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From Prodigy to Prodigal, Physician Now Follows Christ

By every measurement, John Redman was a prodigy. He finished high school at 16, entered medical school at 18, and earned his doctor of medicine degree at 22.

He entered the Air Force as a major at 27. By 31, at the University of Arkansas for Medical Sciences, he was the youngest urology department chairman in any medical school in the country.

By 53, he had 240 of his medical papers published, had been president of the Southern Medical Association and had received the distinguished faculty award from his med school's alumni association.

"I had far exceeded any dreams of success that I had ever had," Redman says. "I had money, I had power, I had prestige."

He was just as pleased with his personal life, where he was known for his carousing.

"Not only did I violate God's laws, I flaunted them," Redman says. "My lifestyle even offended decent nonbelievers. Probably the most delicate way to describe my personal life was that no one, but no one, ever had me confused with being a Christian."

Redman admits he seldom considered his spiritual condition or thought of Christ, even though he had been raised in a religious home. His parents read the Bible aloud daily.

His father had an adult conversion, putting his faith in Jesus at the age of 30. But even though Redman walked the aisle at age 7 in his family's Baptist church in Fort Smith, Ark., he never believed in Jesus.

"I actually felt sorry for my dad," Redman says. "He was a sharp guy. He had lettered in track at the University of Arkansas; he was an officer in his class. He was gregarious. But I thought, 'Poor man. He could really have a good time but he's just stuck with this church thing.'"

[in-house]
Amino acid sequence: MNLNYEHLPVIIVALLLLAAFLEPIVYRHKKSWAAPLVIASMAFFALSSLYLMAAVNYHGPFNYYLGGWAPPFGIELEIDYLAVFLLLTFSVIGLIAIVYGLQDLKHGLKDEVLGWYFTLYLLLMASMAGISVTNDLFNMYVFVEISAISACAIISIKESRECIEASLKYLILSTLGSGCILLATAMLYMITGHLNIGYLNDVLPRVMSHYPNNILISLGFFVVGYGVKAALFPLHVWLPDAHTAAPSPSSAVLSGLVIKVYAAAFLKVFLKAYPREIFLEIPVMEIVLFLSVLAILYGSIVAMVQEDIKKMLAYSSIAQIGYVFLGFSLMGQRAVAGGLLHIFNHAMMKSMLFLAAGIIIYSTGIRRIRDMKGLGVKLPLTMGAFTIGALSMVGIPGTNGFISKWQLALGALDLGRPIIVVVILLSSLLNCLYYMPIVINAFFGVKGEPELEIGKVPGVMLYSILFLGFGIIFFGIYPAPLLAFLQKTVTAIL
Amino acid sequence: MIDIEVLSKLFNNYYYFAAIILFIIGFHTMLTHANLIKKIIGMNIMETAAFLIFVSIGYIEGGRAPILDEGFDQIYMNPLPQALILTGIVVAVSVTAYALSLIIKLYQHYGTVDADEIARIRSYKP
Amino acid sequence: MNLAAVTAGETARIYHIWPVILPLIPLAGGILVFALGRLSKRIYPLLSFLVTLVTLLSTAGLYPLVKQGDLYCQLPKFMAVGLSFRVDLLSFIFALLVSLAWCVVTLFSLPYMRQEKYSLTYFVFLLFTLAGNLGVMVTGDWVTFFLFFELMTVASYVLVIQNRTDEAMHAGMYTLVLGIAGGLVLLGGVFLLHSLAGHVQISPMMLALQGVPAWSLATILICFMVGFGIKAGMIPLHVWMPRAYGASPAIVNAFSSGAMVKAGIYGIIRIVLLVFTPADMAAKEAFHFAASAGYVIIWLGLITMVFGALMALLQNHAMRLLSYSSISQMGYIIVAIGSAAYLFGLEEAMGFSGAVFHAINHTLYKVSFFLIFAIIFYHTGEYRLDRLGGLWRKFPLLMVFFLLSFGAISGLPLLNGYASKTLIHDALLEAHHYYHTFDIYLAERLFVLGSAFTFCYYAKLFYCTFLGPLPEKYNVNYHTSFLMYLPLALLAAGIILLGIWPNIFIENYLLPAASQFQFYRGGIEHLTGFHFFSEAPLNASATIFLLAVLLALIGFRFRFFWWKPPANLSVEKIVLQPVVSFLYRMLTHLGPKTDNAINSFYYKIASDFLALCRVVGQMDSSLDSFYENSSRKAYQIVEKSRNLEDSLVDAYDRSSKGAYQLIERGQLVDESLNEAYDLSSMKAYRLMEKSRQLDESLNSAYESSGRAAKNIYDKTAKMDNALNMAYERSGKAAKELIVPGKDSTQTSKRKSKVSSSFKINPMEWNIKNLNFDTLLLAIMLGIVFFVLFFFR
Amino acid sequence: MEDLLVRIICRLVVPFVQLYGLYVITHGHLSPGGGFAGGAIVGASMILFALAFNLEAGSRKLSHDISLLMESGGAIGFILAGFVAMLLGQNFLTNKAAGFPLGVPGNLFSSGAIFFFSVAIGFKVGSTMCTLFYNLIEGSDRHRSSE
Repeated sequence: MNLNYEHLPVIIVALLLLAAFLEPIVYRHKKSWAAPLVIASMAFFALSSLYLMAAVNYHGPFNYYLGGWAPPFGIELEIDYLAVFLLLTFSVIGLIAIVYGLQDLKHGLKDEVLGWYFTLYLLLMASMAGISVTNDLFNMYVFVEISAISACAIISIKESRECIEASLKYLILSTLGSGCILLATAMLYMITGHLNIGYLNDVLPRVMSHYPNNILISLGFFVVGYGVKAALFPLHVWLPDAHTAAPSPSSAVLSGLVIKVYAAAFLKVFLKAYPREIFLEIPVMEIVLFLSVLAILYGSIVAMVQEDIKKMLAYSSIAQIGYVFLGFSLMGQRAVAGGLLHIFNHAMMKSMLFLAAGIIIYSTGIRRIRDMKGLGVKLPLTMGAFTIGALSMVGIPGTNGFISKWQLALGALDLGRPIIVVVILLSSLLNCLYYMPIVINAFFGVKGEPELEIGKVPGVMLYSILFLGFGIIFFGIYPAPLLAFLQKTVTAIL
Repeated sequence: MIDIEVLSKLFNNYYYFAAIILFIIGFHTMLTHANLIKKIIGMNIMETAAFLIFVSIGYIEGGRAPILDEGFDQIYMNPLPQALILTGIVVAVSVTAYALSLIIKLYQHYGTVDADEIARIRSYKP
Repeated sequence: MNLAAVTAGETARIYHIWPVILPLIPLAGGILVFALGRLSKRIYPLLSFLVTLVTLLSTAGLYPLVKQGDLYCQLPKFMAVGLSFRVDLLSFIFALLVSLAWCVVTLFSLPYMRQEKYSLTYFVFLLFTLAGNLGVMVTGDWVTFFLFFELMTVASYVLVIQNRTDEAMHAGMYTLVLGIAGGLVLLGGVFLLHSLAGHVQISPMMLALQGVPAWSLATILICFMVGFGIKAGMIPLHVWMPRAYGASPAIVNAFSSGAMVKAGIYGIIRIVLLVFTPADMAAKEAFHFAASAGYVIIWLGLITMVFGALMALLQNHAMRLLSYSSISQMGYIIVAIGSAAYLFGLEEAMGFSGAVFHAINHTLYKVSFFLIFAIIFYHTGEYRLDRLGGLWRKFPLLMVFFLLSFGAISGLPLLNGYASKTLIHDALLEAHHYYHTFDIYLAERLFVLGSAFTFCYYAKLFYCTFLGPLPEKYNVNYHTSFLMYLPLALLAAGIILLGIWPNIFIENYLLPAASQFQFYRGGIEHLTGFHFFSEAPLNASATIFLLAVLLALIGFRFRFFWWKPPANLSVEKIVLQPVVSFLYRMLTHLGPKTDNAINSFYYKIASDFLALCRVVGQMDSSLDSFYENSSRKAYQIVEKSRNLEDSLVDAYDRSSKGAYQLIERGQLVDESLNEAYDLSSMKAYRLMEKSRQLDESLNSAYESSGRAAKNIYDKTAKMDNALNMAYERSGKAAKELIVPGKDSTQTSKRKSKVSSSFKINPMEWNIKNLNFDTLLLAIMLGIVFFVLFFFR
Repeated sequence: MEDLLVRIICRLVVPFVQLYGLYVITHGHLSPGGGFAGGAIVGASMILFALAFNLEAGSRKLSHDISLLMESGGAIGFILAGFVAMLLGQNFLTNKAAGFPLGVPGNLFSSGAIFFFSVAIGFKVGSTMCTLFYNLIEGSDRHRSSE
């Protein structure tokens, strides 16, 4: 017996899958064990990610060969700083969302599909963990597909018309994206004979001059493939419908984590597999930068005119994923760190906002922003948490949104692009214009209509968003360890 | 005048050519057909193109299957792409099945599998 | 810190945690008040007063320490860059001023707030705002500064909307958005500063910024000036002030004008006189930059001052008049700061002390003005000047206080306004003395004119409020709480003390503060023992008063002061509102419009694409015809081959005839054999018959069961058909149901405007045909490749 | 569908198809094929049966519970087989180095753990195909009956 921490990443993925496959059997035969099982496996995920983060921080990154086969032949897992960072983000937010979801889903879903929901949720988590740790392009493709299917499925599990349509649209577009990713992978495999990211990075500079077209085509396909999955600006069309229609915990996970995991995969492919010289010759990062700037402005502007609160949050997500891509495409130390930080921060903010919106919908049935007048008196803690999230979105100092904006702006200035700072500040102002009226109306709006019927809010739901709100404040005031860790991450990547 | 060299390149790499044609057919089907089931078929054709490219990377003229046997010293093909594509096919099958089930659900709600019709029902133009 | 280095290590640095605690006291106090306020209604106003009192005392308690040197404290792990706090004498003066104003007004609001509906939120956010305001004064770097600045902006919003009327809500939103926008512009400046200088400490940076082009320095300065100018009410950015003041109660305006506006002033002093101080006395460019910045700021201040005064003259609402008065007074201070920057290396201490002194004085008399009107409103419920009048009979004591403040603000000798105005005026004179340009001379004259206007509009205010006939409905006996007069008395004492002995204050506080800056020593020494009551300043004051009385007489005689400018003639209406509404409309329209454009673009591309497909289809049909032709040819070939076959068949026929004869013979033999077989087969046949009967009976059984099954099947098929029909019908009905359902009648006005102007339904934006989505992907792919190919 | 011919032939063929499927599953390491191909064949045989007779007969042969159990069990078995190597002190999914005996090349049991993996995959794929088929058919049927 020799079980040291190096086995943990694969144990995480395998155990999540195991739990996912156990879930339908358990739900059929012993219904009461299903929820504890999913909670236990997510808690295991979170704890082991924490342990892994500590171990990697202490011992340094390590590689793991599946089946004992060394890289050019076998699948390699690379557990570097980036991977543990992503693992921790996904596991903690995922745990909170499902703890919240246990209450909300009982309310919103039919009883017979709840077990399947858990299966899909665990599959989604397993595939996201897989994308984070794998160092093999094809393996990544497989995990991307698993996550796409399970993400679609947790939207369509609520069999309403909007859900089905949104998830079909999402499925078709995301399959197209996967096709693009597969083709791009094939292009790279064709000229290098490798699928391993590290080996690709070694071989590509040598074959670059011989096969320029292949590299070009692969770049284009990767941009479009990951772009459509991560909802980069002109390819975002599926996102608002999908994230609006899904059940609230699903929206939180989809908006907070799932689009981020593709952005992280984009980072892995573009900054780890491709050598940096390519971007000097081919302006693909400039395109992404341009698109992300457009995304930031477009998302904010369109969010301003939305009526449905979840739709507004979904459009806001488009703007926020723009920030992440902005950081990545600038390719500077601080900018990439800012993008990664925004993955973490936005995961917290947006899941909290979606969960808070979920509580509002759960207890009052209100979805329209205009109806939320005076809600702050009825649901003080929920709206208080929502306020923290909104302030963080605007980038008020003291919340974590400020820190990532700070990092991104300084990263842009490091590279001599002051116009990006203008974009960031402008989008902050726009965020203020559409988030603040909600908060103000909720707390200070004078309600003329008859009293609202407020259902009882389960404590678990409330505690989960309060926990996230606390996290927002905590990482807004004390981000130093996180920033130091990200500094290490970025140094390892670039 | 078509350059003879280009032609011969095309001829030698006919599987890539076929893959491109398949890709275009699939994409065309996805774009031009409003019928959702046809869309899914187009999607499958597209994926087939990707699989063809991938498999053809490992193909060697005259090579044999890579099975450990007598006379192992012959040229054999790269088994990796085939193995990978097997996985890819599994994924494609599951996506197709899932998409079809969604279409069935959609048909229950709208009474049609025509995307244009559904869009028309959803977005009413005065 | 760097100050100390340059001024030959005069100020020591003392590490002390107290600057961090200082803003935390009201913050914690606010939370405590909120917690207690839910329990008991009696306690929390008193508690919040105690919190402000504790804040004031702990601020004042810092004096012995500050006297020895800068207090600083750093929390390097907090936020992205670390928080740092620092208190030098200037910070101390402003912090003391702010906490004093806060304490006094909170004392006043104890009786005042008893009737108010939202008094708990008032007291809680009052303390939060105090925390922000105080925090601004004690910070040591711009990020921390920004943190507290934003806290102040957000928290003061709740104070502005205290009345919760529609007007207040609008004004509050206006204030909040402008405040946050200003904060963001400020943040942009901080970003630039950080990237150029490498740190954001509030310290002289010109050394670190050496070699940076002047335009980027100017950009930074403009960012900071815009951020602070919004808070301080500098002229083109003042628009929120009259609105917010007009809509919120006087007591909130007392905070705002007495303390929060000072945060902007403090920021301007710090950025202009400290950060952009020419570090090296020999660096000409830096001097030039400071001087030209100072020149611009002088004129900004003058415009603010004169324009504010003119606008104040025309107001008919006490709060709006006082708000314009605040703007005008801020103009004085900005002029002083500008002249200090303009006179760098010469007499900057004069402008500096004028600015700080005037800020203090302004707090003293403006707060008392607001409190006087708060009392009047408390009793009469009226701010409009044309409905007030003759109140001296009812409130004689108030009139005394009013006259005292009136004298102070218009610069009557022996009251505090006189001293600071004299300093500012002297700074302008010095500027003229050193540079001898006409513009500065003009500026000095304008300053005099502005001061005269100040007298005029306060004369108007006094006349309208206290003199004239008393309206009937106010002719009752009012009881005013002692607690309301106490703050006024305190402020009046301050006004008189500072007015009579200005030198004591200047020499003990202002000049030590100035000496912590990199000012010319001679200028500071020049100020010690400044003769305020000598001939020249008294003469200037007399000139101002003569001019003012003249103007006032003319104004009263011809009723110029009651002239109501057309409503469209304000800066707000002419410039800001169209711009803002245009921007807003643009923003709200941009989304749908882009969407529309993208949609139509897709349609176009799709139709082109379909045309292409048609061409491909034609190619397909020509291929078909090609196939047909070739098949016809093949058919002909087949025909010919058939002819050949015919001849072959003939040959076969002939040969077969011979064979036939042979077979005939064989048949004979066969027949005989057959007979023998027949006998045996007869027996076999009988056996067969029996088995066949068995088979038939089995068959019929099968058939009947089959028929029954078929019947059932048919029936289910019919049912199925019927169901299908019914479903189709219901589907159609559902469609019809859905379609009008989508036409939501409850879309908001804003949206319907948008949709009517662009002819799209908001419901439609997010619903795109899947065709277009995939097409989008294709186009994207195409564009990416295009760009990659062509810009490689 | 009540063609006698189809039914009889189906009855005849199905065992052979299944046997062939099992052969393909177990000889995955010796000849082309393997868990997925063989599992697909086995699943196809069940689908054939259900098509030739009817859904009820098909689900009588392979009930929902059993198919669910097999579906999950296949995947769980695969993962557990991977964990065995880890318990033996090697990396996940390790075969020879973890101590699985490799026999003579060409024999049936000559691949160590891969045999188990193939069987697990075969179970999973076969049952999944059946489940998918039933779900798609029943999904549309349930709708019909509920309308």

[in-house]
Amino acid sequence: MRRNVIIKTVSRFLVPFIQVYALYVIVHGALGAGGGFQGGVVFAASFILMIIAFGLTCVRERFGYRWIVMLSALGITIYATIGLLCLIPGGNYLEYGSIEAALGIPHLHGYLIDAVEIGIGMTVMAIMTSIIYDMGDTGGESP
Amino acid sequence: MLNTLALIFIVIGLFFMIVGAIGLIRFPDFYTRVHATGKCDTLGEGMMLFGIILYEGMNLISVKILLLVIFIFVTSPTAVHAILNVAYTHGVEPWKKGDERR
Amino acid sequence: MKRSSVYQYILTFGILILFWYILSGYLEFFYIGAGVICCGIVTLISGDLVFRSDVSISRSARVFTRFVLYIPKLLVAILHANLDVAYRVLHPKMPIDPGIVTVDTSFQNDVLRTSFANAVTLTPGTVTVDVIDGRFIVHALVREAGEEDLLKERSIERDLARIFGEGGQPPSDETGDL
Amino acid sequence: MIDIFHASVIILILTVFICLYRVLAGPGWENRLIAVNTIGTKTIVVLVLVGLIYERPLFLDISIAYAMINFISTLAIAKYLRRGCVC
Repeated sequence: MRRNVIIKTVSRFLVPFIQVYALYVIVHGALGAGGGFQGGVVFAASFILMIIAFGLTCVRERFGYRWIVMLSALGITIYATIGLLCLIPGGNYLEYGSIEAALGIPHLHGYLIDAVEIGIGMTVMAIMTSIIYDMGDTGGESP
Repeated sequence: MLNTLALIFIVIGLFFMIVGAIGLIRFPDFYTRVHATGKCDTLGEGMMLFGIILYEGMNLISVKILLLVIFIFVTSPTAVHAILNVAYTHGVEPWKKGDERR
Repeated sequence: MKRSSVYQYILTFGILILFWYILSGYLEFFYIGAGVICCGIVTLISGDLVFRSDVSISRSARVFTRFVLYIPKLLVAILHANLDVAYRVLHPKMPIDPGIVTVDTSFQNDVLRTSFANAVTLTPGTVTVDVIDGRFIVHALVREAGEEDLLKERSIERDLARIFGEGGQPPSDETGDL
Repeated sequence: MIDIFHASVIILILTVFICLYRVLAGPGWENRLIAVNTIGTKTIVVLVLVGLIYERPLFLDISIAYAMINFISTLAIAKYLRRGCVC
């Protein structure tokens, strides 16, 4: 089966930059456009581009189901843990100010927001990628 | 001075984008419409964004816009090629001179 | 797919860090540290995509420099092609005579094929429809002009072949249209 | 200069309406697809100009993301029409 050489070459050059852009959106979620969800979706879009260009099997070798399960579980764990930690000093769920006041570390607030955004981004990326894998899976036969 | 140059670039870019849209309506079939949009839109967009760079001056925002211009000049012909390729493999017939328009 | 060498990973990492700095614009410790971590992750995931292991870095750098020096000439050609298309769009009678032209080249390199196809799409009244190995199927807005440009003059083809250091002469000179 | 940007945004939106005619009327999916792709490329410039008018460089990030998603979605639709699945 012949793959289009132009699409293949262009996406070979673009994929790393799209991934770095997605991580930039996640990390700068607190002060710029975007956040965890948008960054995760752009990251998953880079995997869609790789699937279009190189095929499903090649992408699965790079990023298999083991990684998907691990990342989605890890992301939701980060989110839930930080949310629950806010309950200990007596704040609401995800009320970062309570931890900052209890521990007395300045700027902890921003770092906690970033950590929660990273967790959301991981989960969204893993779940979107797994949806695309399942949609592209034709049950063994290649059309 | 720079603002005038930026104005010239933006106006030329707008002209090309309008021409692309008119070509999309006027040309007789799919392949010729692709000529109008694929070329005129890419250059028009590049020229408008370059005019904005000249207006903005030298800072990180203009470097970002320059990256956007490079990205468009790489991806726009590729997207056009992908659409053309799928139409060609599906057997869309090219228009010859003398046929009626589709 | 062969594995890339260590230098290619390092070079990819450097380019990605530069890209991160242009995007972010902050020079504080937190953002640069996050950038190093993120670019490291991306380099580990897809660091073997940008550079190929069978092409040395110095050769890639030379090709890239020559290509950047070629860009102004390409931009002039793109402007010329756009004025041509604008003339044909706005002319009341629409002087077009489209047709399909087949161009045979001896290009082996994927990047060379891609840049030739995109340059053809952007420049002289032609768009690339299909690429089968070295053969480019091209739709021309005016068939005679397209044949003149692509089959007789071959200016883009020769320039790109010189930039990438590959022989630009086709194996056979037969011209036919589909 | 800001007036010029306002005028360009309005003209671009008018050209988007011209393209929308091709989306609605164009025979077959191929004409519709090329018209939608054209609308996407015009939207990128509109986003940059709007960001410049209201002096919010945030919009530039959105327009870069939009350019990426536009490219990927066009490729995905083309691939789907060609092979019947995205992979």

His father often tried to share the gospel with Redman. But the conversations so irritated Redman that he finally became estranged from his dad. The two seldom talked for the last 15 years of his father's life.

Redman recalls a day in August 1985 when he was cooling down after race walking at a public track in Little Rock. He started walking with another man who had just finished jogging. They chatted a few minutes and went their separate ways.

The man was Bill Clinton, then governor of Arkansas and now president of the United States.

Redman recalls that day often, primarily because of another day, more than eight years later.

In December 1993, Redman's 81-year-old mother had a massive stroke and lapsed into a coma. She didn't recover and died on Jan. 7.

On Jan. 8, 1994, Redman attended his mother's graveside funeral in Denton, Texas. It was the same day and the exact same time, 1:30 p.m., when the funeral of Clinton's mother, Virginia Kelly, was held. Hundreds attended that funeral in Arkansas, and it was publicized nationally.

In contrast, Redman says he counted just 19 people at his mother's funeral, "including the grave diggers." Even his own brother didn't attend.

He sat virtually alone under the canopy, four feet from his mother's casket.

"That was when I came face to face with my own mortality," Redman says. "My own view was that it all ended right there. There would be no further remembrance of anything I'd done. I'd be dead like a dog. It would be like pulling your finger from a bucket of water."